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Showing posts with label Type 1 Diabetes. Show all posts
Showing posts with label Type 1 Diabetes. Show all posts

Monday, August 4, 2014

What is Diabetes ?

Diabetes is a chronic disease characterised by high levels of glucose in the blood. Blood sugar levels are controlled by insulin, a hormone produced by the pancreas. Diabetes occurs when the pancreas is unable to produce enough insulin, or the body becomes resistant to insulin, or both. or in other word Diabetes is a disease in which the body does not produce or properly use insulin, a hormone that is needed to convert sugar, starches and other food into energy needed for daily life. The cause of diabetes is a mystery, although both genetics and environmental factors such as obesity and lack of exercise appear to play roles. There are three types of diabetes

  • Type 1
  • Type 2
  • Gestational Diabetes

Type 1

The body does not produce insulin. Some people may refer to this type as insulin-dependent diabetes, juvenile diabetes, or early-onset diabetes. People usually develop type 1 diabetes before their 40th year, often in early adulthood or teenage years. Type 1 diabetes is nowhere near as common as type 2 diabetes. Approximately 10% of all diabetes cases are type 1. Patients with type 1 diabetes will need to take insulin injections for the rest of their life. They must also ensure proper blood-glucose levels by carrying out regular blood tests and following a special diet.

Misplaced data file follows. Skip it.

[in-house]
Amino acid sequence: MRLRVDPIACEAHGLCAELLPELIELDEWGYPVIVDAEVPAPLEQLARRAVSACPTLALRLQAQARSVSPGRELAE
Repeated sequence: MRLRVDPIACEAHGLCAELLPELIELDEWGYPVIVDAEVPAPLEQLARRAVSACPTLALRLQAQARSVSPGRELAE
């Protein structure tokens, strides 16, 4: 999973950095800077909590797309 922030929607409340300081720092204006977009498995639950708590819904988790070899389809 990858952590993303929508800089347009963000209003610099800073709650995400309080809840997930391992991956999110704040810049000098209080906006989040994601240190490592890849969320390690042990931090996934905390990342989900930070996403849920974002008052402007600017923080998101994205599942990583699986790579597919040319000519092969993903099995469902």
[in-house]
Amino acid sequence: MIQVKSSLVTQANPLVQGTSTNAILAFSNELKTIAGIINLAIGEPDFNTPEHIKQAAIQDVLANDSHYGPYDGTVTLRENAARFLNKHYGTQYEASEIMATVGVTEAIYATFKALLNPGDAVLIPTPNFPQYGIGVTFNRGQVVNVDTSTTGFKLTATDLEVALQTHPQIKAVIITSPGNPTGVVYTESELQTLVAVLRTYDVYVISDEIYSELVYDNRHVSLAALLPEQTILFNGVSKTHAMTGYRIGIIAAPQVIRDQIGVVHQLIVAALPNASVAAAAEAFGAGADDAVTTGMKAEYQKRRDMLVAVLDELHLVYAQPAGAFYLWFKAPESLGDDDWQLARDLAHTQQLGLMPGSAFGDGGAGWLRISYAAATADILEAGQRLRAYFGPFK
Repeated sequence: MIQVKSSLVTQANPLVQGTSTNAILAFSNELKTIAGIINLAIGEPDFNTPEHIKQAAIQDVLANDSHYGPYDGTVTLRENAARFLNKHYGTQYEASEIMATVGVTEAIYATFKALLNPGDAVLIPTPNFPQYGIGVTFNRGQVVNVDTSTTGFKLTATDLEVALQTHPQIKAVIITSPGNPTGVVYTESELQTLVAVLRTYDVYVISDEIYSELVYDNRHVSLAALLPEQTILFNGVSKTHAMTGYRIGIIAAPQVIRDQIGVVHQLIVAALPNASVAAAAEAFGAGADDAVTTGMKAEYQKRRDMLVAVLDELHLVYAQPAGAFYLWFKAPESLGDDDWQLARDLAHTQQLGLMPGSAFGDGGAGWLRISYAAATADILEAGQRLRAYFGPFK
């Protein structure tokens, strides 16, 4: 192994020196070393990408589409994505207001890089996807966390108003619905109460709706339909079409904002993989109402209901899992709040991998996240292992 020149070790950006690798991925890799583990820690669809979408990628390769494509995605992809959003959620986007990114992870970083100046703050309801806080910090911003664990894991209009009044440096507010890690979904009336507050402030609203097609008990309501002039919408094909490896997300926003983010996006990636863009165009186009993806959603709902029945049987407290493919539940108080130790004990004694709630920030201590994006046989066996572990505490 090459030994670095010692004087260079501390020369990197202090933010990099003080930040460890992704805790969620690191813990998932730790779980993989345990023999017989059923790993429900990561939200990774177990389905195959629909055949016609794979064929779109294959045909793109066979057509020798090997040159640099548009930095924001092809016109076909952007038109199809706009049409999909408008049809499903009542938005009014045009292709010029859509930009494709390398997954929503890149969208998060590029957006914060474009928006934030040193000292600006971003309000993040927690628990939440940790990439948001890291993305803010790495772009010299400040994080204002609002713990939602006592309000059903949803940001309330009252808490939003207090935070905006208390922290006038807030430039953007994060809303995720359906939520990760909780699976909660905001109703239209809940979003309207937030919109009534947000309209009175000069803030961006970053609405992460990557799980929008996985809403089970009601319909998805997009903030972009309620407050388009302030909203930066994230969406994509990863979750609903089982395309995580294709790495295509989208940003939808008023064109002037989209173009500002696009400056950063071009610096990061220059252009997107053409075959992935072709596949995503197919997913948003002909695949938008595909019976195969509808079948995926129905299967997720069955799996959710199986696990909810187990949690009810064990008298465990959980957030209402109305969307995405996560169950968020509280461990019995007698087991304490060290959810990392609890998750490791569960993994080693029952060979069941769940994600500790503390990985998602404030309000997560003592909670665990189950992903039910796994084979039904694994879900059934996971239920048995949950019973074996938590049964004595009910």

Type 2
The body does not produce enough insulin for proper function, or the cells in the body do not react to insulin (insulin resistance). Approximately 90% of all cases of diabetes worldwide are of this type.
Some people may be able to control their type 2 diabetes symptoms by losing weight, following a healthy diet, doing plenty of exercise, and monitoring their blood glucose levels. However, type 2 diabetes is typically a progressive disease - it gradually gets worse - and the patient will probably end up have to take insulin, usually in tablet form.